Shrub Roses – Will die back further down than usual. Need to be cut back hard and dead stems removed, but the plants should be fine.

Shrub Roses

Shrub Roses

Any type of evergreen close to a street – Might have browning of leaf tips on the street side of the shrub due to salt spray kicked up off the street from passing cars and plows.  Browning foliage might not be evident until late April and will have to be sheared off to improve the appearance of the shrub.

Bounce Impatiens – filling in the Garden Impatiens void

Bounce Pink Flame Impatiens

 Bounce Pink Flame Impatiens

A new variety of hybrid impatiens has been introduced and will be available in limited quantities this Spring—the ‘Bounce’ series, along with its larger sister line, the ‘Big Bounce’ series. Both series result from a breeding cross between New Guinea impatiens and traditional Garden impatiens. Like many hybrids, ‘Bounce’ inherits some of the most desirable characteristics from each parent. From its New Guinea impatiens lineage it receives the leaf shape and the larger flowers typical of New Guineas. Perhaps most importantly, though, it also receives the celebrated New Guinea resistance to Downy Mildew.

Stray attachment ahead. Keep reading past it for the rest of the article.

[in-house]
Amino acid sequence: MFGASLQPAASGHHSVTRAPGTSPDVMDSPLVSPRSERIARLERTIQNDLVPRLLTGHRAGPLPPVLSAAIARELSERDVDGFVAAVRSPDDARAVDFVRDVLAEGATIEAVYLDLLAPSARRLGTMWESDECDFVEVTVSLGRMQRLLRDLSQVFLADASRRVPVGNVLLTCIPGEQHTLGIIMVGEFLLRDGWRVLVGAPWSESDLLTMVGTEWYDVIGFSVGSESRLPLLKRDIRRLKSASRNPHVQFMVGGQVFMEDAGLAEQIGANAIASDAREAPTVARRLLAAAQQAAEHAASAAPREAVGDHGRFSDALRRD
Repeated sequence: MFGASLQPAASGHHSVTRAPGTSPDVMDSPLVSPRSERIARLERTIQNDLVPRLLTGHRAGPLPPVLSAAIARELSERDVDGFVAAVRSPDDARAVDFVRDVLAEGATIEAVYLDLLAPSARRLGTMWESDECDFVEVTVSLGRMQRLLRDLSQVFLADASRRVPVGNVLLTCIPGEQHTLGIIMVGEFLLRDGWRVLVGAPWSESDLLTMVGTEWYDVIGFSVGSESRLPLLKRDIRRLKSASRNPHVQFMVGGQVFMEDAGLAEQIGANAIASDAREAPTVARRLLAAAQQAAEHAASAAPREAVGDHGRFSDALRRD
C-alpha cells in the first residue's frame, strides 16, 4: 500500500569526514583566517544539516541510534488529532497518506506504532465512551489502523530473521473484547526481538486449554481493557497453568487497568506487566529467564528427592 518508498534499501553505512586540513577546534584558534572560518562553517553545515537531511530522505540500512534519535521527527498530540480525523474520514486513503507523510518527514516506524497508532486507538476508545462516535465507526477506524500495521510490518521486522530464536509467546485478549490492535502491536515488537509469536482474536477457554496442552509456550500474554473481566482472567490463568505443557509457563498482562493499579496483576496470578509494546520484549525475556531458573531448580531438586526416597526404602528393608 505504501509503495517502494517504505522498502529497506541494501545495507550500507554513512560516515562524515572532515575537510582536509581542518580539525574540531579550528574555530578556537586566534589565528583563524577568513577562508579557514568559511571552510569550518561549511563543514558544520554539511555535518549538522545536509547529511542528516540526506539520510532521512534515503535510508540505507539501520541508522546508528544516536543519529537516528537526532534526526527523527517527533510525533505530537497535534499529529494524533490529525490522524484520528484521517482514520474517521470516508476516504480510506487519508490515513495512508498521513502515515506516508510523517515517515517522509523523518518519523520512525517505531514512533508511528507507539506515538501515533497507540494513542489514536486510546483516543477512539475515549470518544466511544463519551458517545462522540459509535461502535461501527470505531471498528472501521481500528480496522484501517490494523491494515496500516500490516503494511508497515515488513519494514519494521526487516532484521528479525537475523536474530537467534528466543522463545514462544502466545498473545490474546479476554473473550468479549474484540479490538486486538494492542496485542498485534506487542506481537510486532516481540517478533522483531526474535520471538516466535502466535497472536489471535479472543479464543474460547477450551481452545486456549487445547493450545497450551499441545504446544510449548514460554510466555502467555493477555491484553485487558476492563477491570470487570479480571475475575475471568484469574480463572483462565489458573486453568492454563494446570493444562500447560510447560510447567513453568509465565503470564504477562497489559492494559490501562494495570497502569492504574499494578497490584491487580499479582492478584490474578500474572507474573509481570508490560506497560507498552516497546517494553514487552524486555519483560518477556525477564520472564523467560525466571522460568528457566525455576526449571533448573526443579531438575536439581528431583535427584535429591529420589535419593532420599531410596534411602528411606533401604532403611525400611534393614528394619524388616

Bounce white impatiens

 Bounce white impatiens

From its Garden impatiens parents it inherits the higher flower density, shade-tolerance and spreading habit typical of Garden impatiens. That means that each plant will tolerate more shade and cover a much wider area than will the more upright New Guinea impatiens.

Since ’Bounce’ impatiens, like most New Guinea impatiens, are produced from cuttings and not from seed, they’ll be available only in 4” pots or larger and not in flats of 48. Regardless, ’Bounce’ impatiens will make a welcome addition to the shade garden.